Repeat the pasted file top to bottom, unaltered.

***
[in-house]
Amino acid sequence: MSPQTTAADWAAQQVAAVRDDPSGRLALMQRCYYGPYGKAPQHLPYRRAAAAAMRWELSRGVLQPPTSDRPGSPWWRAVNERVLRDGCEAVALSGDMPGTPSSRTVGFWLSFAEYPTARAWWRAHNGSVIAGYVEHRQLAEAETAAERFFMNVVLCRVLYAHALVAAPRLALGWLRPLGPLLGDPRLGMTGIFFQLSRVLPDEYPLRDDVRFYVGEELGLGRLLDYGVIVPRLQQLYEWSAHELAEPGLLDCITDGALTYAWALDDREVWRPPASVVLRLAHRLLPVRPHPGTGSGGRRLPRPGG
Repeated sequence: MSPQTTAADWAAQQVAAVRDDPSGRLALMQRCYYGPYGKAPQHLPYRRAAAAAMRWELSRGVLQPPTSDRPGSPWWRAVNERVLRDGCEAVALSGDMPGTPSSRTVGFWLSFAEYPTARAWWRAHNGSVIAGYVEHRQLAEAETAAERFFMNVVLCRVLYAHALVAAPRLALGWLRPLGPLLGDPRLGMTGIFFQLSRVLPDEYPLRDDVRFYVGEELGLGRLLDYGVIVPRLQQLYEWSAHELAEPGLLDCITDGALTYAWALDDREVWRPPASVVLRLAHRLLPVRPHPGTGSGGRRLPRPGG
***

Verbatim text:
[in-house]
Amino acid sequence: MSPQTTAADWAAQQVAAVRDDPSGRLALMQRCYYGPYGKAPQHLPYRRAAAAAMRWELSRGVLQPPTSDRPGSPWWRAVNERVLRDGCEAVALSGDMPGTPSSRTVGFWLSFAEYPTARAWWRAHNGSVIAGYVEHRQLAEAETAAERFFMNVVLCRVLYAHALVAAPRLALGWLRPLGPLLGDPRLGMTGIFFQLSRVLPDEYPLRDDVRFYVGEELGLGRLLDYGVIVPRLQQLYEWSAHELAEPGLLDCITDGALTYAWALDDREVWRPPASVVLRLAHRLLPVRPHPGTGSGGRRLPRPGG
Repeated sequence: MSPQTTAADWAAQQVAAVRDDPSGRLALMQRCYYGPYGKAPQHLPYRRAAAAAMRWELSRGVLQPPTSDRPGSPWWRAVNERVLRDGCEAVALSGDMPGTPSSRTVGFWLSFAEYPTARAWWRAHNGSVIAGYVEHRQLAEAETAAERFFMNVVLCRVLYAHALVAAPRLALGWLRPLGPLLGDPRLGMTGIFFQLSRVLPDEYPLRDDVRFYVGEELGLGRLLDYGVIVPRLQQLYEWSAHELAEPGLLDCITDGALTYAWALDDREVWRPPASVVLRLAHRLLPVRPHPGTGSGGRRLPRPGG